Pregnancy-Safe Makeup Ingredients

pregnant woman putting on makeup
Aja Koska/GettyImages.
Table of Contents
View All
Table of Contents

There’s no question about it: Finding out you’re pregnant changes everything, ranging from your diet—no more sushi!—to your clothing size.

The same goes for your skin, and you may want to reevaluate your regular makeup routine as soon as you get that positive pregnancy test. “Anything you apply topically could potentially be transferred to the fetus during a critical window of human development,” says Nathaniel DeNicola, MD, FACOG, an OB/GYN based in Washington DC.

While there's not a ton of evidence to suggest that exposure to ingredients in makeup can cause harm to a baby, cosmetics can contain certain toxins that may impact fetal health and are associated with a range of potential complications like preterm birth, low birth weight, neuro-developmental delays, and cancer that can crop up during childhood or later in life.

“Any toxic exposure can [also] be hazardous to adults, but their organ development is complete,” notes Dr. DeNicola. “That’s not true for fetuses, which is why they may be more sensitive.”

The confusing part? Potentially harmful ingredients aren’t always clearly marked on labels. And because it's unethical to test on pregnant individuals, data is sparse on exactly which makeup ingredients—and how much—pose a threat.

Natalia Grob, MD, FACOG

The burden falls on the consumer to do the work to determine what are the safest options.

— Natalia Grob, MD, FACOG

“The burden falls on the consumer to do the work to determine what are the safest options,” says Natalia Grob, MD, FACOG, an OB/GYN and fertility specialist based in Denver, Colorado.

But, of course, getting pregnant doesn’t automatically turn you into an expert in cosmetology, so be sure to speak with your healthcare provider if you have any doubts about what’s in your products. We looked to the experts to learn more about which makeup ingredients to avoid and which are safe during pregnancy.

Makeup Ingredients to Avoid While Pregnant

The majority of makeup ingredients you’ll find in drug and department stores are considered safe to use during pregnancy, says Marisa Garshick, MD, FAAD, a dermatologist at Manhattan Dermatology and Cosmetic Surgery Centers and clinical assistant professor of dermatology at New York Presbyterian-Cornell.

However, avoiding certain ingredients can lower your exposure to potential toxins, irritants, and known endocrine disruptors—aka chemicals that can affect the body’s hormones and contribute to developmental issues involving the brain, impulse, and reproductive systems.

Below are some common ingredients that are generally best to avoid during pregnancy.


Phthalates are used to either produce scents or eliminate them, like in "unscented" products, says Dr. DeNicola. While the use of phthalates in cosmetics has decreased over the past decade, these liquid chemical compounds are sometimes used as solvents and stabilizers in personal care products like nail polishes, hairsprays, cleaners, and shampoos.

Phthalates are typically listed on product labels as dibutyl phthalate (DBP), dimethyl phthalate (DMP), and diethyl phthalate (DEP).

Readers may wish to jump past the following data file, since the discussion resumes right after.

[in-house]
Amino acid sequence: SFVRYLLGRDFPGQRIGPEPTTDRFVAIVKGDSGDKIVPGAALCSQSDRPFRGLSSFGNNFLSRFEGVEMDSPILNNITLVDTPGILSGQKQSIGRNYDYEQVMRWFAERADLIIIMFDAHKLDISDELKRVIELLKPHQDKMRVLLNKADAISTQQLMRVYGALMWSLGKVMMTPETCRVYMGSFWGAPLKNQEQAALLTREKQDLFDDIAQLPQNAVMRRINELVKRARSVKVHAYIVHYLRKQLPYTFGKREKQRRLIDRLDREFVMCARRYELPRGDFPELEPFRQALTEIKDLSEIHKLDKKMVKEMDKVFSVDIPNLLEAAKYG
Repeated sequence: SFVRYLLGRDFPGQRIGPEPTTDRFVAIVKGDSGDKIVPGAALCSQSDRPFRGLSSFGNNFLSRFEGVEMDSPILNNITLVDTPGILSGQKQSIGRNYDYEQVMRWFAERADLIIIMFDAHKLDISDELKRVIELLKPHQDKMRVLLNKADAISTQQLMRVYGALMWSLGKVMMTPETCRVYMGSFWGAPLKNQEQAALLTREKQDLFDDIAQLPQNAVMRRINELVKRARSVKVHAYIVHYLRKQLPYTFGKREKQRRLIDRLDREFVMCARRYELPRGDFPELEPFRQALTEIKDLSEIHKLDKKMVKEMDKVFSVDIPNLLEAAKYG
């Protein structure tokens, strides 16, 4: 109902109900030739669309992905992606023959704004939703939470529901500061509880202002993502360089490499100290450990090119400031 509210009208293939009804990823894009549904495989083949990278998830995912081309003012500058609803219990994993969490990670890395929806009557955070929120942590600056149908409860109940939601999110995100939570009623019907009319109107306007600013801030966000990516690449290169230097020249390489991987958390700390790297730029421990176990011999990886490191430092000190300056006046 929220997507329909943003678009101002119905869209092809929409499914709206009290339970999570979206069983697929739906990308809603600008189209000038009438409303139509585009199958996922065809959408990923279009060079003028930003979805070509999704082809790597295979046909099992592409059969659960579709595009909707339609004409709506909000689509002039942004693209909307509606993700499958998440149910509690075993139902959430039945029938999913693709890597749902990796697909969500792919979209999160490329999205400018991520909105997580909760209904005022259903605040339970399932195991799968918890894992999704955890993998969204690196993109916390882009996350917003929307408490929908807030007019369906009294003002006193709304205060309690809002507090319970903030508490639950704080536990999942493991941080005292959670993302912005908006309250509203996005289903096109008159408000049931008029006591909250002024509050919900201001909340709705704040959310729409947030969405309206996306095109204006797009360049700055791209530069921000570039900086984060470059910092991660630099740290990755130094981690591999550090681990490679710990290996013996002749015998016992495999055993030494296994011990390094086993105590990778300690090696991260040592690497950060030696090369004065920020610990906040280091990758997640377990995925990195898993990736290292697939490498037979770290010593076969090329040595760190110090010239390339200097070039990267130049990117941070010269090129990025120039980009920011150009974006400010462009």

“Phthalates are associated with decreased [fertility], early menopause, and are linked with impaired neurodevelopment in pregnancy,” Dr. Grob says. As such, the American College of Obstetrics and Gynecologists (ACOG) recommends that healthcare providers advise pregnant patients to avoid phthalates.


Prenatal exposure to parabens, which are used as a preservative agent in certain cosmetic creams and body lotions, may impact the child’s future weight development.

Parabens, which are also endocrine disruptors, can potentially increase the risk of certain cancers throughout a baby’s lifetime. They are linked to neuro-developmental impairment, Dr. DeNicola says.

“They can also be irritating to those who experience increased skin sensitivity during pregnancy,” Dr. Garshick notes. 

Heavy Metals 

Heavy metals, which are present in some skin-lightening creams and cosmetics, can be toxic when consumed, and even sometimes when applied topically. Lead, mercury, and antimony are among the common heavy metals found in these products.

Dr. DeNicola warns that heavy metals have the potential to cause kidney damage, disrupt the nervous system, or impact brain development, heightening the risk of ADHD or autism. However, experts don’t yet know how much heavy metal exposure could impact a fetus.

“During pregnancy, we rely on precautionary principles: If we know some level is toxic, we don’t [test] doses to find a safe dose, we recommend avoiding it altogether,” Dr. DeNicola says.


Animal studies suggest that prenatal exposure to low doses of oxybenzone, another endocrine-disrupting chemical, can disrupt the size and growth of mammary glands before and during puberty in males, and reduce mammary cell production in females in adulthood. While animal studies don't always translate to humans, when it comes to pregnancy, it's best to err on the side of caution.

As such, ACOG recommends pregnant people avoid oxybenzone, which can be found in some SPF products.

Salicylic Acid

Salicylic acid, found in some makeup foundations, is a component of aspirin that is not recommended during pregnancy. This is because of the potential for different fetal malformations linked to first-trimester high-dose exposure, says Dr. Garshick, who prescribes avoidance—especially in high concentrations. 


Retinol is a vitamin A derivative that can contribute to fetal malformations when taken orally. Because experts still don’t know exactly how much topical retinol could penetrate the skin and/or placenta, it is generally recommended that people who are pregnant avoid retinol and retinoids including retinyl palmitate, which can be found in concealer, eye shadows, lipsticks, and mascaras, Dr. Garshick says. 

How to Know If Your Makeup Is Safe